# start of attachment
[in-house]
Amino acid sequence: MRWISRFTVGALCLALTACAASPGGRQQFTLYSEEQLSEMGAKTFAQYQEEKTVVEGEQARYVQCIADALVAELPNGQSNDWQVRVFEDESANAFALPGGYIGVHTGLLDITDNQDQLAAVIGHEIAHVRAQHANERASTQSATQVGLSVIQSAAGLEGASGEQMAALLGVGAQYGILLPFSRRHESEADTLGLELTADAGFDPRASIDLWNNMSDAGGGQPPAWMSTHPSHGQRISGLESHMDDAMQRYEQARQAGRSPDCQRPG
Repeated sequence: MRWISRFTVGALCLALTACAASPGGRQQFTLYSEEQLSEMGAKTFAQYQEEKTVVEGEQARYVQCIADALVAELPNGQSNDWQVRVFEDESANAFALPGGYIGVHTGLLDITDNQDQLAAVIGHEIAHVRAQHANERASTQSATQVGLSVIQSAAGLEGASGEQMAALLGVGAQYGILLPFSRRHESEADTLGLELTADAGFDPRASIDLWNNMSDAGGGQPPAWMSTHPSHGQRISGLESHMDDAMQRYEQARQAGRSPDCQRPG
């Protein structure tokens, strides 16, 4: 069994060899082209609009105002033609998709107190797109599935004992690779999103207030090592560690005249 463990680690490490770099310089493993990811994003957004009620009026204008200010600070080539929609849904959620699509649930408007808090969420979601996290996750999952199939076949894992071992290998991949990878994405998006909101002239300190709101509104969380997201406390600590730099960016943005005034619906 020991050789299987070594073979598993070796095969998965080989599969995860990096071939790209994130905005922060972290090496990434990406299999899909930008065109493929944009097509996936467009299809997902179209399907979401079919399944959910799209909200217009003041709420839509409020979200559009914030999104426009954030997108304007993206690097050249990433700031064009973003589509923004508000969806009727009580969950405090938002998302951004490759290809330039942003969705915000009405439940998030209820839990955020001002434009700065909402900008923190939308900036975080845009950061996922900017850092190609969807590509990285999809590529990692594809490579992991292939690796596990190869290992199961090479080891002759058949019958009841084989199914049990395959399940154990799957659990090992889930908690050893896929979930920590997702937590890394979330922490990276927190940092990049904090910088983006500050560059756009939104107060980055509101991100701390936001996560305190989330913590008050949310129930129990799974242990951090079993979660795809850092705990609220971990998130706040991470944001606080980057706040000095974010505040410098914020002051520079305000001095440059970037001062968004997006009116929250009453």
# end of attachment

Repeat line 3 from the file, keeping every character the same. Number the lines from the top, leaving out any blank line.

Repeated sequence: MRWISRFTVGALCLALTACAASPGGRQQFTLYSEEQLSEMGAKTFAQYQEEKTVVEGEQARYVQCIADALVAELPNGQSNDWQVRVFEDESANAFALPGGYIGVHTGLLDITDNQDQLAAVIGHEIAHVRAQHANERASTQSATQVGLSVIQSAAGLEGASGEQMAALLGVGAQYGILLPFSRRHESEADTLGLELTADAGFDPRASIDLWNNMSDAGGGQPPAWMSTHPSHGQRISGLESHMDDAMQRYEQARQAGRSPDCQRPG